If The Sims taught me anything, it's that I am not responsible enough for a real living object to depend on me. I killed so many of my Sims due to negligence that I'm sure I'm on a Most Wanted poster in SimCity's Police Department.

5.) The Importance of Thinking Outside of the Box and 5a.) The Importance of Typing Quickly

Video Game Example: King's Quest

Oh, King's Quest. In my mind, it is probably the most random mashup of folklore, pop culture, and random puzzles that ever graced the PC Gaming world. Where else could you be on a screen with a gingerbread house and witch, then suddenly get swooped up by a giant condor? Nothing beats spending a lot of time in the screens "LOOK"ing at something in the hopes that it would be useful later on. You needed a pretty good imagination in order to even think to climb that giant oak tree or to climb down the well in the bucket.

As for typing quickly, let's go back to that condor. You had to type in the word "JUMP" in order to make Sir Graham jump into the condor's talons. It must be timed perfectly. If you miss, you have to hope he shows up in another screen soon. After fifty or so attempts, you realize that you must type "JUMP" and hit enter (Two steps!) in such a short amount of time that the letters on the keyboard were probably rubbed off.

Xbox One S - Microsoft's Newly Designed Gaming System

By   |   Submitted On August 09, 2016

For gamers worldwide, the much anticipated newly developed Xbox One S is now on sale. For the more avid gamer that needs more space, the Xbox One S 2 TB edition is available now. With a plethora of features designed to make this the best Xbox ever made, it is the hottest system on the market currently to accommodate this year's onslaught of cutting edge 4k television systems. The added design and specs under the hood of this game system by far brings amazement and charm to this much anticipated gaming eperience.

Design

The design of the Xbox One S is derived with idea of being easier to handle. By this concept, they made this Xbox One S 40% slimmer than the latest Xbox One's that have been released. Along with the sleek design comes the trimming down of accessories such as the power cord for the Xbox One which had a large ended power supply. This power supply has now been integrated internally in the console instead of being harnessed on the external power cord. To make things more competitive, the new Xbox One S has the ability to stand horizontally much like its competitor, the PlayStation 4, making a direct mark against this brand. The color of the Xbox One S is in a "Robot White" to bring a cleaner feel to this elegant design.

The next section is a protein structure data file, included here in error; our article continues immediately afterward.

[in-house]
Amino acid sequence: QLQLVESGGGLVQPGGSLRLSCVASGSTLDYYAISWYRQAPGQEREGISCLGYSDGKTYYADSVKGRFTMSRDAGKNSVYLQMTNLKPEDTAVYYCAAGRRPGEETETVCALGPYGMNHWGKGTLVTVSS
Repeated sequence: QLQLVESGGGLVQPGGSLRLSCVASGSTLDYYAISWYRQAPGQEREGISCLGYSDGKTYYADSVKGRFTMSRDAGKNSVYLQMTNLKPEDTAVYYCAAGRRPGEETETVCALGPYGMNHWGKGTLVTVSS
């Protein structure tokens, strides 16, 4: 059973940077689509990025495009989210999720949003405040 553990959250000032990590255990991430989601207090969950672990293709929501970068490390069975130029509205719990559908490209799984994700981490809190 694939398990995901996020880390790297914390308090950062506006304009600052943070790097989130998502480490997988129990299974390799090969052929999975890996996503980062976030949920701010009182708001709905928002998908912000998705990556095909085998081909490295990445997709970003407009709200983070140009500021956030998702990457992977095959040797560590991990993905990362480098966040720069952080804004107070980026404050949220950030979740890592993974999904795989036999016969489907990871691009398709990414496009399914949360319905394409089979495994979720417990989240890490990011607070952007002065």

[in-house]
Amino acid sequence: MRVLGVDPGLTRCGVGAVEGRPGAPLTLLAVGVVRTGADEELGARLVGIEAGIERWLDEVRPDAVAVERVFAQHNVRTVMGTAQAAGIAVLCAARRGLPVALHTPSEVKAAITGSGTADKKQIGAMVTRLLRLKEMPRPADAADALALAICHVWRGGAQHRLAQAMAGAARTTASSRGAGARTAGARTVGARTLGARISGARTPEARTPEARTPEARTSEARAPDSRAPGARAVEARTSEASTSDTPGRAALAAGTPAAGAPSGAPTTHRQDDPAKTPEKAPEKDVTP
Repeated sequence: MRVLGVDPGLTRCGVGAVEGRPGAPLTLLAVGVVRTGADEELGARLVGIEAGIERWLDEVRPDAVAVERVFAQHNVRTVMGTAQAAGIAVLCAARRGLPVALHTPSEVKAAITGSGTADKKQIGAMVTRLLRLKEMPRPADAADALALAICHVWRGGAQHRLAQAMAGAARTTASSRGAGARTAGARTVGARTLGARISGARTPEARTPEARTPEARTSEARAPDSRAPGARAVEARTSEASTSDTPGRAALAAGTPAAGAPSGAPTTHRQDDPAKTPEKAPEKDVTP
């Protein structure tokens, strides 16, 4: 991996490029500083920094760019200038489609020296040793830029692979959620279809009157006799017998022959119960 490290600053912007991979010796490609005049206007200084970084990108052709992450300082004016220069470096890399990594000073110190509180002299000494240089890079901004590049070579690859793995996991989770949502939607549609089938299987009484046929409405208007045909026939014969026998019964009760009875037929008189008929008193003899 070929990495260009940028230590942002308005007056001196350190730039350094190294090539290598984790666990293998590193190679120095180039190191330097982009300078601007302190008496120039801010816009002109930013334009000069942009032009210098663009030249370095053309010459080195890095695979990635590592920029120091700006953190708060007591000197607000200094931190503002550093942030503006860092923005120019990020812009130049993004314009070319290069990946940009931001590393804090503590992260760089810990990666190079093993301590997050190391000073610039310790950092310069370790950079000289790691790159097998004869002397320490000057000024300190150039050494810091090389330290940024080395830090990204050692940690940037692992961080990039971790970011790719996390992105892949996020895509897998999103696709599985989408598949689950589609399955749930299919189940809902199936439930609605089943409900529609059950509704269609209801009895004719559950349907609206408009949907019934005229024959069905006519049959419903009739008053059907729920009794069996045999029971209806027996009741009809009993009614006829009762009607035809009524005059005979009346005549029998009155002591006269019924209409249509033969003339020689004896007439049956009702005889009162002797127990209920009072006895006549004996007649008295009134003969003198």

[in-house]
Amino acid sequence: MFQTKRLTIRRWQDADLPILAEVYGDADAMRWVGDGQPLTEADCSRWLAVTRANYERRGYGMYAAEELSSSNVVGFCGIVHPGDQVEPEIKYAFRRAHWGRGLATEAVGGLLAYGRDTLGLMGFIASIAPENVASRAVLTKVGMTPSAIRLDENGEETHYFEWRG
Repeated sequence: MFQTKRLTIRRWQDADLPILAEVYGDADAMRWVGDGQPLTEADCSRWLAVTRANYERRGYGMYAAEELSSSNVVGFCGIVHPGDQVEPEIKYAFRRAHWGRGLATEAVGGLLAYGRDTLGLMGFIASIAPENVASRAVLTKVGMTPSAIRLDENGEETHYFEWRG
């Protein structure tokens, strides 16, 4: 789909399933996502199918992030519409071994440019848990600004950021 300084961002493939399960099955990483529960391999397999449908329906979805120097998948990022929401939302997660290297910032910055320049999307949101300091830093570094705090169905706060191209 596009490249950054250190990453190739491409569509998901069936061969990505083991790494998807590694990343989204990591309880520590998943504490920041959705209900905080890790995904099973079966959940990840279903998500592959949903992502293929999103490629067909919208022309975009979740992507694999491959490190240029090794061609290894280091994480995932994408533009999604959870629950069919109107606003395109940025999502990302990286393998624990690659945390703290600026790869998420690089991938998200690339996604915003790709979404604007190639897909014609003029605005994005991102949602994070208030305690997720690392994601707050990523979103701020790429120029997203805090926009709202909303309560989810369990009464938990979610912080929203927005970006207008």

For Kinect users, which are used to the Xbox one having their Kinect port as part of the console, this has been a major change. The Xbox One S has no Kinect port and users that wish to use a Kinect will have to purchase an adapter in order to use this game experience on the Xbox One S. However, to replace this port, there is now a USB port on the front, with two in the back, and an IR blaster port in the front. For this reason, Xbox is currently offering a free Xbox Kinect Adapter for users that wish to connect their Kinect device.

 

Big Feature - 4K Ultra HD Compatible

The biggest feature improvement besides the sleek design is the support for 4K which previous models of the Xbox One did not support. Not only can you stream your favorite streaming networks on the Xbox One S, but you can also use its 4K Ultra HD Blu-ray Playback. For more people looking for a 4K Ultra HD Blu-ray player, the player alone costs between $150-500. This console with all its features comes in at $399 which is only about $100 difference between the currently selling Xbox One that is on sale. To completely see the 4K Ultra details, the only missing component is a 4K Ultra television to view the details of the graphics.